Interview with Nir Eyal about the Hook Model and Product Development
Nir Eyal is an educator, entrepreneur, author, and blogger who maintains the website NirAndFar.com. In addition to his blog, Nir has written articles for TechCrunch, Psychology Today, and Forbes. Nir’s new book, “Hooked: How to Build Habit-Forming Products,” debuted on the Wall Street Journal business best seller list this year.
1) What is a creative “growth hacking” method you have seen bolted onto the Hook Model that can positively influence the viral coefficient (or alternative variable) and amplify the effect of your model? Clickbait is one potential example (adding a trigger to a hijacked audience); are there any better ones?
Clickbait is an okay example. I tend to think of engagement and growth as two things that can be connected, but that do not necessarily have to be. So when I look for opportunities to invest in or consult with companies, the three criteria I always look for are: growth, engagement, and monetization. A startup must possess two of these at the onset, with a strategy to obtain the third, or I’m likely not going to be interested.
Most viral strategies have nothing to do with engagement. This is important to note; most viral growth strategies lack engagement. These strategies are usually just a way to get people in the door. Sometimes you see innovators get so hung up on virality that they stop there, and unfortunately stop short of incorporating engagement into their product. For me that is what is interesting: how can you make engagement part of the product itself, part of the growth strategy? It is pretty rare to see engagement as part of the overall growth strategy. It’s pretty hard to do well unless you are a social network. Most others are doing it as a bribe: “Here is ten dollars; invite your friend.”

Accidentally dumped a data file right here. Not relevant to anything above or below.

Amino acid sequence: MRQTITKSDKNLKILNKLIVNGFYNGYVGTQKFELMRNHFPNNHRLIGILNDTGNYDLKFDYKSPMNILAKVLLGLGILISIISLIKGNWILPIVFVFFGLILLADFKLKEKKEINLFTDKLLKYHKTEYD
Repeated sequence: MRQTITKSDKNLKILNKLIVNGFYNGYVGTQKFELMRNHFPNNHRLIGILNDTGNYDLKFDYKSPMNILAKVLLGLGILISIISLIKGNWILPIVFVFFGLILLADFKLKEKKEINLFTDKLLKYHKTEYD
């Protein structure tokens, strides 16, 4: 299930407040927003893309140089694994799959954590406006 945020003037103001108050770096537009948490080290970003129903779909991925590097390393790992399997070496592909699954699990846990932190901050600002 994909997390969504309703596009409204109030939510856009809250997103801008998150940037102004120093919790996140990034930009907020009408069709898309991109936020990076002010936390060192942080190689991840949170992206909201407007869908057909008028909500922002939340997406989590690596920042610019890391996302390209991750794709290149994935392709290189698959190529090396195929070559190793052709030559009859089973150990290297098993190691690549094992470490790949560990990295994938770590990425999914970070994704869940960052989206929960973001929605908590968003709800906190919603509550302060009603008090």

2) In your teachings, you speak about the power of negative valence and how feelings such as boredom, fear, and depression can be effective mechanisms to get someone to act. In your opinion, why have emotions with positive valence (such as a joy) proven to be less effective action triggers?
When we feel happy, we don’t have a problem. Every solution is used to address a problem. Negative valence states are painful. They create pain points and we seek to correct those pain points. One could also argue this is teleosemantic… two sides of the same coin. For instance, is someone lonely or do they simply desire connection? I like to focus product makers on the negative so they understand that they should be solving a problem. Unfortunately opportunities are generally not found when people are hunky-dory; opportunities are found when people are suffering from something.
3) In the process of your research, what are one or two of the most effective reoccurring external triggers you’ve seen that do not use the computer or mobile phone as the conduit? Is there anything on the horizon that might match or come close to the utility of smartphones with regard to effective trigger conduits?
Mobile devices are fairly new, but visual triggers obviously are not… advertising, storefronts, etc. Smartphones simply let us interact more effectively with these triggers. As far as something on the horizon, I think the smartwatch is going to be huge. Whenever there is a broad base interface change, it opens a world of opportunities to build innovative products. And as simple as this sounds, some of the most powerful triggers are often hidden in your pocket. You cannot see that you have an incoming email if you have put your phone on silent. A watch is ever-present; however, the downside is there is a lot less real estate to grab your attention (than a phone). This is going to make creating habits more important because with less real estate there will be less opportunity to grab your attention. It creates a more competitive environment for app makers.
4) In a previous conversation, you and I discussed that fitness is hard to position as a reward because fundamentally it’s punishment, making it inherently difficult to inspire this action. Are there strategies to help bolster the perceived intrinsic value of a difficult action in an attempt to strengthen the perceived reward?
It is not my position that fitness is “fundamentally” punishment. I don’t think it creates pain for everyone; some people are clearly passionate about fitness and get a lot out of it. They get pleasure from exercise. It is rewarding and they love it. It is what they like to do in their spare time.